Things You Didn't Know About Jake Tapper

Jake Tapper is a name you're going to hear a lot over the course of Donald Trump's presidency. Though he's been a journalist for more than 20 years, the 47-year-old CNN correspondent has made waves recently for his tough interview style on his show The Lead, specifically when speaking with the President or members of his cabinet. He's won the hearts of Internet nerds everywhere with his witty banter on Twitter and political cartoons (yes, he's an illustrator). Tapper has gone tête-à-tête with Counselor to the President, Kellyanne Conway, more than once, and their heated dynamic was immortalized on Saturday Night Live. There's a lot to like about Jake Tapper, which is astonishing considering he's not an actor or musician or celebrity, but rather a talking head on cable news. Here's why.

He dated Monica Lewinski

A deep dive into Tapper's past reveals that he once dated Monica Lewinski and reported on it in a January 30, 1998, article written for the Washington City Paper. The article, titled "I Dated Monica Lewinski: Behind the tawdriest of headlines, there's a woman I wouldn't mind bringing home to mom" came out only 13 days after Drudge Report broke the story that Lewinski and then-President Bill Clinton had engaged in an sexual relationship between 1995 and 1996. In the article, Tapper talks about meeting Lewinski in a bar when he asked her for a quarter to continue playing pool. Tapper asked one of his Washington friends named Joe in the bar about Lewinski. "Joe told me that Monica was bad news, that she had left the White House because she had kept wandering into the Oval Office and inappropriately striking up conversations with the commander in chief," Tapper writes.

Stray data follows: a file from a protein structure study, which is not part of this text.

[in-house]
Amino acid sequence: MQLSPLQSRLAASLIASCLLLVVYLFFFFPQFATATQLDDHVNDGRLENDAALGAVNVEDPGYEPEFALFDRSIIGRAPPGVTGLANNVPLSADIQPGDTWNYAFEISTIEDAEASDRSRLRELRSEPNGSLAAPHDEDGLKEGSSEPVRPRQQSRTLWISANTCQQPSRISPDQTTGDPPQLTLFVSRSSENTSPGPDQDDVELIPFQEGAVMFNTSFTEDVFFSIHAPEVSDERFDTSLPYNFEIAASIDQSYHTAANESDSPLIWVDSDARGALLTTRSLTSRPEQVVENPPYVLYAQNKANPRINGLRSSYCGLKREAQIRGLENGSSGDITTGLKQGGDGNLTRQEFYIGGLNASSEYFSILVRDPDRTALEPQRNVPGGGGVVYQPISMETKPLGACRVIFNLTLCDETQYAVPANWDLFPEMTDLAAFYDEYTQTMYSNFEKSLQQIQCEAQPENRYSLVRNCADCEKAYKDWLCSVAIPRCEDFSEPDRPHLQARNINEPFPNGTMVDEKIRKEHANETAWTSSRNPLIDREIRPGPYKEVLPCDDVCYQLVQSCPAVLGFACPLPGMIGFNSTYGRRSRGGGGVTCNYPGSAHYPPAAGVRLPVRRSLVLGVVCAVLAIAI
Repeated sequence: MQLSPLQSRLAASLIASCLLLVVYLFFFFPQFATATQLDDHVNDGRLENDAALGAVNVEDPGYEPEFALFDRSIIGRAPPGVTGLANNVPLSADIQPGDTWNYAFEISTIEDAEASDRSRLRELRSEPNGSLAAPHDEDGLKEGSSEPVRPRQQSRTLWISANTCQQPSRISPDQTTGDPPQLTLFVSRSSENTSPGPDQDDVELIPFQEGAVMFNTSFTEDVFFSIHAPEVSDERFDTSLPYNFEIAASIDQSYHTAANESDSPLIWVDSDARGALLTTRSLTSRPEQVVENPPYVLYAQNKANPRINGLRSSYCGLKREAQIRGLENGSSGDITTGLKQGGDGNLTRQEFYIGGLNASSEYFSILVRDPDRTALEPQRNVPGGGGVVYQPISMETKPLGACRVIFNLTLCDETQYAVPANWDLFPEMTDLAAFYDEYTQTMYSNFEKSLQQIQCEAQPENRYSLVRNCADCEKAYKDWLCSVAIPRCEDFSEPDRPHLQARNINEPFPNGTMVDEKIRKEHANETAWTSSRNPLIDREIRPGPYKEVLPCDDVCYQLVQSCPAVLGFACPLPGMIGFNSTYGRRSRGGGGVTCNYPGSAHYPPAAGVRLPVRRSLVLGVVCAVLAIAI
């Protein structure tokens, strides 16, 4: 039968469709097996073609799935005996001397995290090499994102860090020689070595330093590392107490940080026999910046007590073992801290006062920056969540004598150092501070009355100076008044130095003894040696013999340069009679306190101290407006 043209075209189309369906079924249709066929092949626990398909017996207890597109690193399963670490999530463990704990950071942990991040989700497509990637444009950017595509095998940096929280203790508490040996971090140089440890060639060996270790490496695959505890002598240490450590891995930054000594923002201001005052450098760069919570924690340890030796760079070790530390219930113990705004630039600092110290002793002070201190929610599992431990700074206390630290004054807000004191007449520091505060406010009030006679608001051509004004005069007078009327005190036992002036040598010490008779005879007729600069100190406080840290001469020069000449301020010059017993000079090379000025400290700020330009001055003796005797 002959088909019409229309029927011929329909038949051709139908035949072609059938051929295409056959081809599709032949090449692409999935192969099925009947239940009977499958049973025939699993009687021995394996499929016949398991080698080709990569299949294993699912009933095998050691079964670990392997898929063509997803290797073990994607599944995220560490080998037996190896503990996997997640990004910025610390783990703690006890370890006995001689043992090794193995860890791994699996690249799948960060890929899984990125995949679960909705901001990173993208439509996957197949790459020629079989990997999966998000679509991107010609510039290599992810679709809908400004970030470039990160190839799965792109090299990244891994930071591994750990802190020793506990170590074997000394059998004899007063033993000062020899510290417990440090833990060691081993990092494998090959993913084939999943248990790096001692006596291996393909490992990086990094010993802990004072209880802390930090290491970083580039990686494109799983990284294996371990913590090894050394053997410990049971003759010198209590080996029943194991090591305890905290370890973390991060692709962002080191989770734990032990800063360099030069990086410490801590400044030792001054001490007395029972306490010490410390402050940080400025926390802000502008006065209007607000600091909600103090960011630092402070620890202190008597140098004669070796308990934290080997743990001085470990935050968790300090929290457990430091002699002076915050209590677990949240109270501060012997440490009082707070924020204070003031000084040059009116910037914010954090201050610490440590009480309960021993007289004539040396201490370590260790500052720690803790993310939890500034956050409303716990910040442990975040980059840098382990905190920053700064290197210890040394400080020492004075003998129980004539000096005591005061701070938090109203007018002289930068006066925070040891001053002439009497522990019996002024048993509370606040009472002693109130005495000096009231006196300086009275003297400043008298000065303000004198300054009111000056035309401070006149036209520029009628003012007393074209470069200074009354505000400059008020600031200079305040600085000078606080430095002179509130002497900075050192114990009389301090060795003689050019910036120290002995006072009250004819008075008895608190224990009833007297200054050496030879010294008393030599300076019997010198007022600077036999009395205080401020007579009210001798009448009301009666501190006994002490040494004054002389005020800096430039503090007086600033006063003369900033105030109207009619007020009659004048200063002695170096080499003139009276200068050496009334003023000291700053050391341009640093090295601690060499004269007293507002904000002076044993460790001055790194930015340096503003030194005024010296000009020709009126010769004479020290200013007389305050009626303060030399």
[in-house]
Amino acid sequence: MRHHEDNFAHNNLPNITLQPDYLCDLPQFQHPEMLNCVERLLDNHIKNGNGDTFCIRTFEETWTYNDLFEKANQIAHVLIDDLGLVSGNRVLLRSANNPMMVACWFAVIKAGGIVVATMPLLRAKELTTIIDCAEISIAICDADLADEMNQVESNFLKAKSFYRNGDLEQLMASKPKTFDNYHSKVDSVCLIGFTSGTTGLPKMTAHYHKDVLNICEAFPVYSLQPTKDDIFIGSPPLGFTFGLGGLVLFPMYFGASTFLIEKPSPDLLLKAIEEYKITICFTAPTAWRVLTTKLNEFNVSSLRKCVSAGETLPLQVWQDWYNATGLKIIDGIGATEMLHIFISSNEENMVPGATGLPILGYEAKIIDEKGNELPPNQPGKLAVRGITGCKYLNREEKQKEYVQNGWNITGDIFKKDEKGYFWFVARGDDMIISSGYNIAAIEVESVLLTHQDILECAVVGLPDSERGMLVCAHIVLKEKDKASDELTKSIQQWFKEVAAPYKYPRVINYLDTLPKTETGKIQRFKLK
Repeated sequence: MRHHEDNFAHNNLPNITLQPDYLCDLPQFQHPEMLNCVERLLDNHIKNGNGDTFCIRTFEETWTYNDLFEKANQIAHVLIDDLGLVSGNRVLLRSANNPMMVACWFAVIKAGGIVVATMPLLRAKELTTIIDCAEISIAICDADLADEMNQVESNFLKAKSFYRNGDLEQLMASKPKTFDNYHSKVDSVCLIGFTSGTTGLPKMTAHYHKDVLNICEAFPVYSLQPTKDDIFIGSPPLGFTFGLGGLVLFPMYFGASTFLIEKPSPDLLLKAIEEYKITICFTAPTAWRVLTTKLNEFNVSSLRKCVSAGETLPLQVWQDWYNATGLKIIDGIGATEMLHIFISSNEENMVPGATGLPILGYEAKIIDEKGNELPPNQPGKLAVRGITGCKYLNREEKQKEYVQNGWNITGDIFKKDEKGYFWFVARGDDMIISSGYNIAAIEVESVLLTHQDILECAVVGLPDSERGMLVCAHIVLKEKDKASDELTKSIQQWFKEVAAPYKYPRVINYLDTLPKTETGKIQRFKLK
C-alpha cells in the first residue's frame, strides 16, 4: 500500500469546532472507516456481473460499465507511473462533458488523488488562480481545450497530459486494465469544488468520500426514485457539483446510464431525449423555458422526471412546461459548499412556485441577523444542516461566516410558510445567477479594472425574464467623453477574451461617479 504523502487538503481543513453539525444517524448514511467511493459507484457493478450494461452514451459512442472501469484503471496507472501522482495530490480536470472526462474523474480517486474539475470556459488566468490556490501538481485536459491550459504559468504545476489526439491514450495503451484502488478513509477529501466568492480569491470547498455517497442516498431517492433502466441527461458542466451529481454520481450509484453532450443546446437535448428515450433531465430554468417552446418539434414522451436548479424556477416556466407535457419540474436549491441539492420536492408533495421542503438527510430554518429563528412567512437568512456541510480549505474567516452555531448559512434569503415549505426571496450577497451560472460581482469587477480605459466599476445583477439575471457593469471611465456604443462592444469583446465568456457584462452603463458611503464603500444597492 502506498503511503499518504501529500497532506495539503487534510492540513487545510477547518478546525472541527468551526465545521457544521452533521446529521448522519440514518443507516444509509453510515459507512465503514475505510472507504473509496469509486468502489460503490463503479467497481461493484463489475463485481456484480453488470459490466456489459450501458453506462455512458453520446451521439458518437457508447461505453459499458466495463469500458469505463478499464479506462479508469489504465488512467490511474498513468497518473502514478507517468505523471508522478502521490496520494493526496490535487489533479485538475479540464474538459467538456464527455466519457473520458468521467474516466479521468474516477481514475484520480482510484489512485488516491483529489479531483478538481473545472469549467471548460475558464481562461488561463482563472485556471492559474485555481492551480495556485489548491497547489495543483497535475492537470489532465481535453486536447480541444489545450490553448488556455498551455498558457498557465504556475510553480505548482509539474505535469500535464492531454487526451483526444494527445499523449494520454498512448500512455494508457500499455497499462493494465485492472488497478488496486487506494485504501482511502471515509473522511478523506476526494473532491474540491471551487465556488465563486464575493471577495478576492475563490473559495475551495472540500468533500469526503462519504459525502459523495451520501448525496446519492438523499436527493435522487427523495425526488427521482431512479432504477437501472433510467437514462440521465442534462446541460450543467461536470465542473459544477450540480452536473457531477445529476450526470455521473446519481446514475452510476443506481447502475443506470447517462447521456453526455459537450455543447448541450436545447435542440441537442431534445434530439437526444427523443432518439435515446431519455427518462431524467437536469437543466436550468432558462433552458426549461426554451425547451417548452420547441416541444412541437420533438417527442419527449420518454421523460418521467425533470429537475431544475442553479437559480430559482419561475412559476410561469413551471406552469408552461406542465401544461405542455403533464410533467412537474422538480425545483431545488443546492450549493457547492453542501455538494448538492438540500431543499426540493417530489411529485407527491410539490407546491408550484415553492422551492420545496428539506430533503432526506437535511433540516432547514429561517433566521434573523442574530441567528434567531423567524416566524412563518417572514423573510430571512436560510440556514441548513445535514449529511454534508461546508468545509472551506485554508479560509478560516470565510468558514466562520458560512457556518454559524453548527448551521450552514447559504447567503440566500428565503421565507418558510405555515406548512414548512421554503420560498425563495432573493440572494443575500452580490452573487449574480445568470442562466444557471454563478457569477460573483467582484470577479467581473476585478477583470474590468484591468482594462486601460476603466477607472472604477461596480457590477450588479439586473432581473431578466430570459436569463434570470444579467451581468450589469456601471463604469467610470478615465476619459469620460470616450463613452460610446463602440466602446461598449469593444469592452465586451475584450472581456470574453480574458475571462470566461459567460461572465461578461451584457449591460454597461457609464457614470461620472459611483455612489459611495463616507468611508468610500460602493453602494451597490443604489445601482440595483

Figuring Joe was just spreading gossip, as was normal in D.C., Tapper and Lewinski exchanged information and set up a date. About the date, Tapper writes, "I didn't work her over for her opinions on Netanyahu, the emotional residue from her parents' split, any of that. It was a first date, one I wasn't sure would be followed by a second, and how was I to know that the woman on the other side of the table would set the presidency into seismic rumblings?" Now, nearly 20 years later, and being a regular fixture of network television, it would be a good story to say that you went on a date Jake Tapper, too.

His wife worked for Planned Parenthood